Likewise, it is interesting to note that the date chosen for New Year's Day in the Western world is a relatively modern invention. When Julius Caesar revised the Roman calendar in 46 BC, he chose January 1 -- following the riotous celebrations of Saturnalia -- as the official beginning of the year. Early Christians condemned the date as pagan, tied to licentious practices, and much of Europe resisted the Julian calendar until the Strawberries in the Snow by Arthur RackhamGregorian reforms in the 16th century; instead, they celebrated New Year's Day on the 25th of December, the 21st of March, or various other dates. (England first adopted January 1 as New Year's Day in 1752).

The Chinese, Jewish, Wiccan and other calendars use different dates as the start of the year, and do not, of course, count their years from the date of Christ's birth. Yet such is the power of ritual and myth that January 1st is now a potent date to us, a demarcation line drawn between the familiar past and the unknowable future. Whatever calendar you use, the transition from one year into the next is the traditional time to take stock of one's life -- to say goodbye to all that has passed and prepare for a new life ahead.  The Year King is symbolically slain, the sun departs, and the natural world goes dark. Rituals, dances, pageants, and spiritual vigils are enacted in lands around the world to propitiate the sun's return and keep the great wheel of the seasons rolling.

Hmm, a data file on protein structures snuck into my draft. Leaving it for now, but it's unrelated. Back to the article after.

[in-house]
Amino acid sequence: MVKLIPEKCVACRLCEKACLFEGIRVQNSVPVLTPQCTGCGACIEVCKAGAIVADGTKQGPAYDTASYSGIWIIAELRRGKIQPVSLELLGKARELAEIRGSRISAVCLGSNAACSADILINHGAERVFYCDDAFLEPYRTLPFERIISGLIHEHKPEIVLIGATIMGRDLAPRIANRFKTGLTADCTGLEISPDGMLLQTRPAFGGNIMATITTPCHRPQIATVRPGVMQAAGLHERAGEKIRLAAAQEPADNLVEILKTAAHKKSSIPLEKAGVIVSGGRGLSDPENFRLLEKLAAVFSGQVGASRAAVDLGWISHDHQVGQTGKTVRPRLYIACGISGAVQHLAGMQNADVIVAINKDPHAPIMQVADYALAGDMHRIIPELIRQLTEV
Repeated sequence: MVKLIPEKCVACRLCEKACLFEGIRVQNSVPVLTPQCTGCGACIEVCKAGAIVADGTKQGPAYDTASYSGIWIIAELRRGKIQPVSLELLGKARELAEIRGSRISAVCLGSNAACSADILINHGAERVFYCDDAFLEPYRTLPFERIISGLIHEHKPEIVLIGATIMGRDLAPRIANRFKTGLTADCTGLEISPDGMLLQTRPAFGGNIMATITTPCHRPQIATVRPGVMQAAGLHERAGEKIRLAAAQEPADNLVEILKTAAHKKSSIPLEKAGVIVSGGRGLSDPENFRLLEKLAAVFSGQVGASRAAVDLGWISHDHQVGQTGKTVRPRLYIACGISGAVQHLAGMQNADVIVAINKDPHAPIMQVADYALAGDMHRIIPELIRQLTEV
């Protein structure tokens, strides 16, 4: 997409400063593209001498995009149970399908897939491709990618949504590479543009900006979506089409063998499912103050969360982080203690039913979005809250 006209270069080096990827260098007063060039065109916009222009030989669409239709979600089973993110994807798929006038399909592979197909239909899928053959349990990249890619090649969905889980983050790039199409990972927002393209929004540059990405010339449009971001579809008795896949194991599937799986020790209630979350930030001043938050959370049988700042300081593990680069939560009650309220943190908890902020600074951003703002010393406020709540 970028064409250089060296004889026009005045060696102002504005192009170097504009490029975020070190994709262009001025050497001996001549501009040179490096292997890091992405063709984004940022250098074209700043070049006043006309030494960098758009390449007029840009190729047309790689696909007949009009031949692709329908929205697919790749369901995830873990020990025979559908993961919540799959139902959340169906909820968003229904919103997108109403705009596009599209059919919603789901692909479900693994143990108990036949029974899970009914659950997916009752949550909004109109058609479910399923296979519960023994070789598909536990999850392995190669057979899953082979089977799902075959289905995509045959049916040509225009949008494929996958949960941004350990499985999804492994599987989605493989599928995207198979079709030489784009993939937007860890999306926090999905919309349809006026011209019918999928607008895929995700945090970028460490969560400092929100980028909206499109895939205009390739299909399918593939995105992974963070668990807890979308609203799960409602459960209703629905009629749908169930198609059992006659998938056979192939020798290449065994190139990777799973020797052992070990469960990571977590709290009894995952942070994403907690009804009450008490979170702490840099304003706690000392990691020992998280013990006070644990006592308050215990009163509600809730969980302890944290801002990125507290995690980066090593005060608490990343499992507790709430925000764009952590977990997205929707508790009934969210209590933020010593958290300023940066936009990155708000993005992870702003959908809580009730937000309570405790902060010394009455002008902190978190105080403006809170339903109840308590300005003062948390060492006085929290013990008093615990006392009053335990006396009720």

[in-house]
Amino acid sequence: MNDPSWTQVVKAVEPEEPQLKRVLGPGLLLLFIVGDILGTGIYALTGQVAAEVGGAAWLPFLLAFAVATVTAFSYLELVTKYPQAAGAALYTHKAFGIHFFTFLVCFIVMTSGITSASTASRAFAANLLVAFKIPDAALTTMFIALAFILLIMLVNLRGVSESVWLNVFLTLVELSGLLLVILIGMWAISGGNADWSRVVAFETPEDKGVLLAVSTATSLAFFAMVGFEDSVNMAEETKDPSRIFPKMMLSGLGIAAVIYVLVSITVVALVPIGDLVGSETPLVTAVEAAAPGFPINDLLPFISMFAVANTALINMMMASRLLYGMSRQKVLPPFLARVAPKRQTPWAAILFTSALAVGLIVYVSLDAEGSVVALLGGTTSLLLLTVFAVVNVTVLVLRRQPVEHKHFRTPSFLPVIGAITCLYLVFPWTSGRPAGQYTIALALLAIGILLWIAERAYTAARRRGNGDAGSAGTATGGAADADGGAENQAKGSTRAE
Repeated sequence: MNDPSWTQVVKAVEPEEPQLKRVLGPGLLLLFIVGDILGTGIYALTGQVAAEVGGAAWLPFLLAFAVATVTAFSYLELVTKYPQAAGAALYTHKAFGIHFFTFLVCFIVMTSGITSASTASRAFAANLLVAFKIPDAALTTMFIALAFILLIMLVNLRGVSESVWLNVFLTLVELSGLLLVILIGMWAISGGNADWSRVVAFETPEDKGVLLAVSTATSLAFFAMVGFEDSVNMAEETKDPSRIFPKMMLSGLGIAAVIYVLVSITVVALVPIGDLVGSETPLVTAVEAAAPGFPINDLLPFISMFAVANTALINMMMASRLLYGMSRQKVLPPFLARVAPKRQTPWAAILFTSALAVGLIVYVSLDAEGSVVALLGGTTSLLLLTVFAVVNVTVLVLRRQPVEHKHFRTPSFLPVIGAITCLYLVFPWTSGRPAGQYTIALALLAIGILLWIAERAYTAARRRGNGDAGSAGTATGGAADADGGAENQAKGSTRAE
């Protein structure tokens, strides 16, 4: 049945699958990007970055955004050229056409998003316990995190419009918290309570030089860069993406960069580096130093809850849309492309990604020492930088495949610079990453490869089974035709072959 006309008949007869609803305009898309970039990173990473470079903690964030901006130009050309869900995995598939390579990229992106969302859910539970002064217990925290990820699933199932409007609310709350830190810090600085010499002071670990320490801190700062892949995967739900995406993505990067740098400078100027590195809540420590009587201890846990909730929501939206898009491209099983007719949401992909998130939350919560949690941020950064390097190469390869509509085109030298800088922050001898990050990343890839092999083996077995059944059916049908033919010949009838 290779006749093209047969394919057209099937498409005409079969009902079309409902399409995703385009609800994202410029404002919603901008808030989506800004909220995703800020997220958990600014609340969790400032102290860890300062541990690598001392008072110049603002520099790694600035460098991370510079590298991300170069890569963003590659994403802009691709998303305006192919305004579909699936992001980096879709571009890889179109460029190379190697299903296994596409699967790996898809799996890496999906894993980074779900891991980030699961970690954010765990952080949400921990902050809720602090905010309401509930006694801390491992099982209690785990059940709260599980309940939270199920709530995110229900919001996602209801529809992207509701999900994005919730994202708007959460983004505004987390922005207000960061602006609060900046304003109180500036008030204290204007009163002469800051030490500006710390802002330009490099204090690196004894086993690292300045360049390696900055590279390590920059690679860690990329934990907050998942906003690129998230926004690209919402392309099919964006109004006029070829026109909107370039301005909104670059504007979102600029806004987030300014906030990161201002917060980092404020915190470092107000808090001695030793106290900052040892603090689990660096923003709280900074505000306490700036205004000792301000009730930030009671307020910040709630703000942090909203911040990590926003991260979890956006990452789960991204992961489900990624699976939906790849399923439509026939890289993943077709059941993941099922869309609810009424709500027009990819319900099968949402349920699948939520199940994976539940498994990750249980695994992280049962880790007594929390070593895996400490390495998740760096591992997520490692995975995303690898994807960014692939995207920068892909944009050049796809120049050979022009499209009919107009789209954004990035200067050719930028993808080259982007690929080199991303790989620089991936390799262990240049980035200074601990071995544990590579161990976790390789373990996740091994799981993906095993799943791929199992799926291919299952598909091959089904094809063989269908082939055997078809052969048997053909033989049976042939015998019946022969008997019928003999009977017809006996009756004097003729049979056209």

Special foods are eaten on New Year's Day to ensure fertility, luck, wealth, and joy in the year to come: pancakes in France, rice cakes in Ceylon, new grains in India, and cake shaped as boar in Estonia and Sweden, among many others. In my family, we ate the last of those scrumptious kiffles...if they'd managed to last that long. They could not, by tradition, be made again before December of the following year, and so the last bite was always a little sad (and especially delicious). The Christmas tree and decorations were taken down on New Year's Day, and the house was thoroughly cleaned and swept: this was another Pennsylvania Dutch custom, brushing out any bad luck lingering from the year behind, making way for good luck to come.

May you have a lovely winter holiday, in whatever tradition you celebrate, full of all the magic of home and hearth, oven and table, and the wild wood beyond.

The Dance of Winter and Gnomes by Arthur Rackham

Winter in Kensington Garden by Arthur RackhamThe paintings above are by Arthur Rackham (1867-1939). I recommend a related article by Derek Johnstone, published in The Conversation: "Why Ghosts Haunt England at Christmas But Steer Clear of America." Also, don't miss "Father Christmas: A New Tale of the North," a perfectly magical story by Charles Vess.

Wandering the labyrinth: monsters and magic

Portrait of a Man by Bartolomeo Veneto

From "The Dance of the Labyrinth" by mythologist & novelist Ari Berk: